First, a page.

Thanks Freddie for posting that link. The Adam Smith Institute have it right. By all means subsidise or raise incomes, but don’t tax supply in order to foster demand. Prices tell us things. In this case, compelling a search for alternatives to a fossil fuel provided by an aggressive autocrat makes both economic and moral sense. The poorest must be protected, but I do not want the government to provide any proportion of 36 billion pounds to underwrite Russia’s war machine.

  • George Thomas 9th Aug '22 - 9:10pm

    I don’t know what the right answer is but it feels very cruel to me that energy companies working with fossil fuels are today making massive profits, tomorrow will be pushing millions into fuel poverty and sending out debt letters, and the day after will be (partially, a bigger percentage than most though still significant oversimplification) responsible as increasing number of our homes overheat in the summer and flood in the winter due to increased impact of climate change. And we will be relatively protected compared to most in the world.

    It’s 10 years and a handful of months since David Cameron told us we’re all in it together…

    Apart from the fact that no one wants to be associated with the campaign group, is there an argument that “Insulate Britain” have the right idea in the longer term?

  • Rif Winfield 10th Aug '22 - 8:10am

    Sadly I think that some of your contributors don’t appreciate the scale of the assault on the least well off in society. Look for example at pensioners – those on a state pension, hopefully topped up by pension credit. Many will additionally have a company pension from their former employers to add to this, but an awfully large number will not. For a start, they obviously don’t pay National Insurance, and since state pension levels (again, topped up by pension credit as appropriate) fall well below the £12,500 personal allowance for income tax levels, they will not now be paying income tax either. So Liz Truss’s ideas of cutting NI and tax rates will not add a single penny to their income! Meanwhile, the horrendous rise in energy prices will affect them, like everyone else. In many cases, those on the lowest levels of income (and there are millions in such dire straits) can expect by January to be paying HALF their incomes to the electricity supply companies. And this on top of rising housing and food costs. No wonder the situation is unsustainable.

  • Nonconformistradical 10th Aug '22 - 8:30am

    “So Liz Truss’s ideas of cutting NI and tax rates will not add a single penny to their income!”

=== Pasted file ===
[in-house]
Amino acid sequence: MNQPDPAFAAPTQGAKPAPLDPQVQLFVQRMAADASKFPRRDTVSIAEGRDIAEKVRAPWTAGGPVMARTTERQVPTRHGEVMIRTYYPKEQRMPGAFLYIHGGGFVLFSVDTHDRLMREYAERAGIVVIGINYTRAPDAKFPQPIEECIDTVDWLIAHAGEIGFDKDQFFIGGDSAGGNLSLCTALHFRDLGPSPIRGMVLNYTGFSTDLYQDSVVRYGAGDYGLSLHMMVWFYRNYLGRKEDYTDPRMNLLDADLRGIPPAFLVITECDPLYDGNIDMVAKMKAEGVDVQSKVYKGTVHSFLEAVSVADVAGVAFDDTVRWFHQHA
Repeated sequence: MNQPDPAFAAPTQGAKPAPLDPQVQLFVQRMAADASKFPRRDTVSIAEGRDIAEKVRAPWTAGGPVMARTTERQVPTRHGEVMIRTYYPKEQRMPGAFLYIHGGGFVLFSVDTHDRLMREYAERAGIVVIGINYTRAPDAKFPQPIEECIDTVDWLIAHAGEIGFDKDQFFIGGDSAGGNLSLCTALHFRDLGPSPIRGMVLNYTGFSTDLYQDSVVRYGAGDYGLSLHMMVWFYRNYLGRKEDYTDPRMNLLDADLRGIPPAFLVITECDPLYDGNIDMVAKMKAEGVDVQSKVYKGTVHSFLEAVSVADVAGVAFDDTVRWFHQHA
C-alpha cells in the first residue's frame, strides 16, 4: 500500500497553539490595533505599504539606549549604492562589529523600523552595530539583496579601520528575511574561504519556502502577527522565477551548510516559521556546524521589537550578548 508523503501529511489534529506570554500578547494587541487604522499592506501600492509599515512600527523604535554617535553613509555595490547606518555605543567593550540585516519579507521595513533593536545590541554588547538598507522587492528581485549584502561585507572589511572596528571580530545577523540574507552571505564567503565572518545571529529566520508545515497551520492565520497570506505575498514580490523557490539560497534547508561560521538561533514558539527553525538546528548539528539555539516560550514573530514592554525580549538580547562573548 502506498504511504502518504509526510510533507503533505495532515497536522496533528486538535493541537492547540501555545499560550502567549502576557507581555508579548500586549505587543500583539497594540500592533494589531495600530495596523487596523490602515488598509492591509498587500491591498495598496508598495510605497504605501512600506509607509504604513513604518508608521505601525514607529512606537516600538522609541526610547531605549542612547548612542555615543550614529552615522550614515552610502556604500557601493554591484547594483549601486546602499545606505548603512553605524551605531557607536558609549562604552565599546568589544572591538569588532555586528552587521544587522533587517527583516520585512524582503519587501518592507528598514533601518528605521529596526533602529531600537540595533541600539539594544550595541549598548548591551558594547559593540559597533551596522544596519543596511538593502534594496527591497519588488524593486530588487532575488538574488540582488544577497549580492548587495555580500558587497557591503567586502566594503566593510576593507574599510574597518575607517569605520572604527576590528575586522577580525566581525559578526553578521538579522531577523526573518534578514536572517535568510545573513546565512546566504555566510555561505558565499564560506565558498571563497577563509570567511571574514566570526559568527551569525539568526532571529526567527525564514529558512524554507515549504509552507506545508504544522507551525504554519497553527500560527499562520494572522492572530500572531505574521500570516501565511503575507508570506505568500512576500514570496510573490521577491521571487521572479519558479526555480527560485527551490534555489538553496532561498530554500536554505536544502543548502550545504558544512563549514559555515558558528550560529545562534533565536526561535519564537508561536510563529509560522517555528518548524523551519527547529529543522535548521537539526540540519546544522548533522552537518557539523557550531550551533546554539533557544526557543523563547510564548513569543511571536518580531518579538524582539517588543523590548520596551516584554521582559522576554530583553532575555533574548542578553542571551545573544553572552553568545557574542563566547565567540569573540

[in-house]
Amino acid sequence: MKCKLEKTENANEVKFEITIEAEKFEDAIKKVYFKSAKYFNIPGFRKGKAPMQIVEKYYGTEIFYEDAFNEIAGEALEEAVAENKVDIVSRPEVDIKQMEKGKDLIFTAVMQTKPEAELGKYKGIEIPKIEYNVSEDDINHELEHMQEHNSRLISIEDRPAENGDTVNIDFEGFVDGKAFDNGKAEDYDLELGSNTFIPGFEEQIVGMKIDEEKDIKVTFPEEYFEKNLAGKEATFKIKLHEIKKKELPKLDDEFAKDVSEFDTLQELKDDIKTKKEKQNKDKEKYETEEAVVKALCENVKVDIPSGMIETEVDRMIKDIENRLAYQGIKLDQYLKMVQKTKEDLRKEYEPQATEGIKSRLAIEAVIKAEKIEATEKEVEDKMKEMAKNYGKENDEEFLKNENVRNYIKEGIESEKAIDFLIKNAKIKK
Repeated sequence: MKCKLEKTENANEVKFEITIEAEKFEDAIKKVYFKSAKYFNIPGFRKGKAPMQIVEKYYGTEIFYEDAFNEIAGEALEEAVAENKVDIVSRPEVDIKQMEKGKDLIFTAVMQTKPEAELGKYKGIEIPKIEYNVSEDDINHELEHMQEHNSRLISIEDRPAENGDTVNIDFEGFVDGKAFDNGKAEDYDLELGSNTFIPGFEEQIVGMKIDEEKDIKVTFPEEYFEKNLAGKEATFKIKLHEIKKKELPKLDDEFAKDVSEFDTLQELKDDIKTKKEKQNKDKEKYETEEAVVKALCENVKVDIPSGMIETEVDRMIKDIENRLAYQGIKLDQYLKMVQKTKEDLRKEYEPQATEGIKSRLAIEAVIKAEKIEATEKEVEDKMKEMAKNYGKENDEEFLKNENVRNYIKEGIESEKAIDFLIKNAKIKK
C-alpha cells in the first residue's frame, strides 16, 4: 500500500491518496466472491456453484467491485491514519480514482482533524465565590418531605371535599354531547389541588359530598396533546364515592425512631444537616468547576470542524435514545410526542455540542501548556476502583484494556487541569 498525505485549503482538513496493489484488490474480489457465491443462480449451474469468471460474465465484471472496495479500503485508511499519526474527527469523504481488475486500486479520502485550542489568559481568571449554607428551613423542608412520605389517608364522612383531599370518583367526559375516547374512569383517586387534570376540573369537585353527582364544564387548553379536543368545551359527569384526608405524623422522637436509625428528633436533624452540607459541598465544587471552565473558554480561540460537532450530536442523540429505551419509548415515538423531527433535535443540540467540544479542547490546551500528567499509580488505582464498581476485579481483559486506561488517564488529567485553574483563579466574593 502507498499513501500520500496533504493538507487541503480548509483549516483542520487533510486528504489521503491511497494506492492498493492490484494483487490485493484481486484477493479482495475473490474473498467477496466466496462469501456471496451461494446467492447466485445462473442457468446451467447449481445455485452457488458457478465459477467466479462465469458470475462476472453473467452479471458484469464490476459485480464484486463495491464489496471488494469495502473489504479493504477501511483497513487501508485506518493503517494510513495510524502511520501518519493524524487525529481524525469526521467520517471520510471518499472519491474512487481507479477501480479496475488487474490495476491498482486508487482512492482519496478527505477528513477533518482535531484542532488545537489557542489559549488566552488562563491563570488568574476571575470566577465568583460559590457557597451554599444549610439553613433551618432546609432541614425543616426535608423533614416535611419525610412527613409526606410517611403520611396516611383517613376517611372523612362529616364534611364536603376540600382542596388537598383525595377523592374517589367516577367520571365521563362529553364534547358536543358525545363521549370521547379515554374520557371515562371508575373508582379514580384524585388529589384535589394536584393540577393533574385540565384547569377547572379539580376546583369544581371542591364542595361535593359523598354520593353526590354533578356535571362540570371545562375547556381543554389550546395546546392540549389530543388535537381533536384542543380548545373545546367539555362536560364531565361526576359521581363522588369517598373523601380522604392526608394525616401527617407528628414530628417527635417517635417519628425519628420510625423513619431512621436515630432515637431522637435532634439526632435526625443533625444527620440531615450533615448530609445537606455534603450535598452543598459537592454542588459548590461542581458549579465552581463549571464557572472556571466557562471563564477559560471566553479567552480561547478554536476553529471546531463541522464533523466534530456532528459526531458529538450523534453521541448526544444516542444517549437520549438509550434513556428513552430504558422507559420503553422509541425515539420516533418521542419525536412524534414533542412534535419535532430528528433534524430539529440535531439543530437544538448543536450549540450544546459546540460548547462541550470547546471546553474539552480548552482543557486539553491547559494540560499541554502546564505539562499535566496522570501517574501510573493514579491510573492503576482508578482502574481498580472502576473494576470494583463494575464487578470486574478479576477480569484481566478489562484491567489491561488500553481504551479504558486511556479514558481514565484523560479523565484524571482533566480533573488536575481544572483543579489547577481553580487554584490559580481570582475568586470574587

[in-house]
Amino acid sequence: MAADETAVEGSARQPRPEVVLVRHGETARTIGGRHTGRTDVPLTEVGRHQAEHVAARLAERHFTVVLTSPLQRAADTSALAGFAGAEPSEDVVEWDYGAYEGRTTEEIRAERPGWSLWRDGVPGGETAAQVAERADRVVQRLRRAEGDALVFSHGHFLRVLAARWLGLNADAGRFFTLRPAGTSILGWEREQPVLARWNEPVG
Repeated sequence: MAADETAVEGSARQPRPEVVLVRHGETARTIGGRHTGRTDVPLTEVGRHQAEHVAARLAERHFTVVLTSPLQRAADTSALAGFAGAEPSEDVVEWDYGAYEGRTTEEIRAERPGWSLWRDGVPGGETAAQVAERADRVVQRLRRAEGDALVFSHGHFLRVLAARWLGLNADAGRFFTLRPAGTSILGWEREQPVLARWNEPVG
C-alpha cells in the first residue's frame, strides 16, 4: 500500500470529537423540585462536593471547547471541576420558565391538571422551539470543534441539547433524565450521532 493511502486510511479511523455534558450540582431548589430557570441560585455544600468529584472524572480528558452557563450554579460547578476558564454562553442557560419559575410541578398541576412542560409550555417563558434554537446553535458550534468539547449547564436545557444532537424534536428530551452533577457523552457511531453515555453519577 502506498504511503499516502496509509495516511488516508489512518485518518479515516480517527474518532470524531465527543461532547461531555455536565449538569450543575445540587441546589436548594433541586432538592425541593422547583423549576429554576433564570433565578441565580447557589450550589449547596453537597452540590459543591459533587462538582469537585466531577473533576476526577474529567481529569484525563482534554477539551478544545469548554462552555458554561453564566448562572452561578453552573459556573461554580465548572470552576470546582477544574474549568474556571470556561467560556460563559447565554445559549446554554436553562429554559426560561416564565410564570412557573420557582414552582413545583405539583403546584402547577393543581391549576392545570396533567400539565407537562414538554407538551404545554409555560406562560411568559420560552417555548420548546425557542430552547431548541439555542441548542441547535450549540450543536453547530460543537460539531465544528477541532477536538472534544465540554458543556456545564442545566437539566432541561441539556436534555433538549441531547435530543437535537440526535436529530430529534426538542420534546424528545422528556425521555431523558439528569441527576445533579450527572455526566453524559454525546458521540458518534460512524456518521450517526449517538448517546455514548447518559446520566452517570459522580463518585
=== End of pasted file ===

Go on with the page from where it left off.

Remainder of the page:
Exactly. I do wonder if people like Liz Truss have the slightest understanding of some basic statistical concepts – such as mean, median, range and mode.

    If they’re boasting about what help has been provided it seems likely to refer to averages – what sort of ‘average’ are they talking about?

    And referring to ‘pensioners’ as a block of people ignores the range of pensioner incomes and may well leave the poorest pensioners (and the lower end of the pensikoner income range) with woefully inadequate help. And these people might be the most dependent on affordable energy supplies during winter.

  • James Fowler 10th Aug '22 - 10:56am

    @Rif Winfield. I for one do note the assault on the least well off in society. However, they are mostly not pensioners. The poorest in our society are the working poor or people on state benefits other than state pensions.

    State pensions have been uniquely protected by triple lock for over a decade. This has meant that, unlike all other benefits or low and insecure wages, they are a reliable, regular form of income that has risen in value in real terms.

    This does not make all pensioners wealthy, but it does make them remarkably privileged in relation to almost all other groups in society except the very rich, whose incomes have also increased in real terms. The real losers of the past ten years have been children, school leavers, single parents, the disabled, the unwell, and the unemployed.

  • David Goble 10th Aug '22 - 1:39pm

    I read, the other day, that Shell were going to pay dividends of £1.6bn to their shareholders as a result of the massive profits they have made in the most recent quarter; would it not be a good idea for them to pay an equivalent sum (£1.6bn) to the Government, expressly to help fund the Government’s feeble efforts on the cost of living crisis?

    What is happening now is proving what I have said for many months, on this and other forums; this Government has no sense of social responsibility and this is showing more and more, day after day.

  • Jason Connor 10th Aug '22 - 7:07pm

    Home insulation wasn’t their idea, it was around before that extreme group even existed. There are lots of pensioners who are struggling. The cost of care homes is a joke in itself as just like the private rented sector the costs have already spiralled out of control unless you are very well off. I don’t believe most pensioners are. I actually think Ed Davey has come up with some really good ideas here and deserves to be applauded for this. It is not at all socially liberal to introduce more privatisation into the NHS. Far better to build more hospitals, recruit more frontline staff less at management level. I don’t have the figures but imagine many good staff left after we left the EU. It takes a good 5 years to train up a GP. Our health services are not dire but just need more support in the right areas. I know a few French people living here and they have nothing but praise for our NHS.

  • Speaking about how France is dealing with the energy crisis, I see EDF is suing the French government for £7 billion after being forced to sell energy at a loss EDF sues French government for £7bn after being forced to sell energy at a loss

  • Peter Martin 15th Aug '22 - 11:14am

    Discussion of energy costs has tended to go no further than the domestic price of gas and electricity. The impact on schools, hospitals, and businesses, and who aren’t so far covered by any price cap, has tended to be overlooked.

    Any coherent plan has to include the wider economy.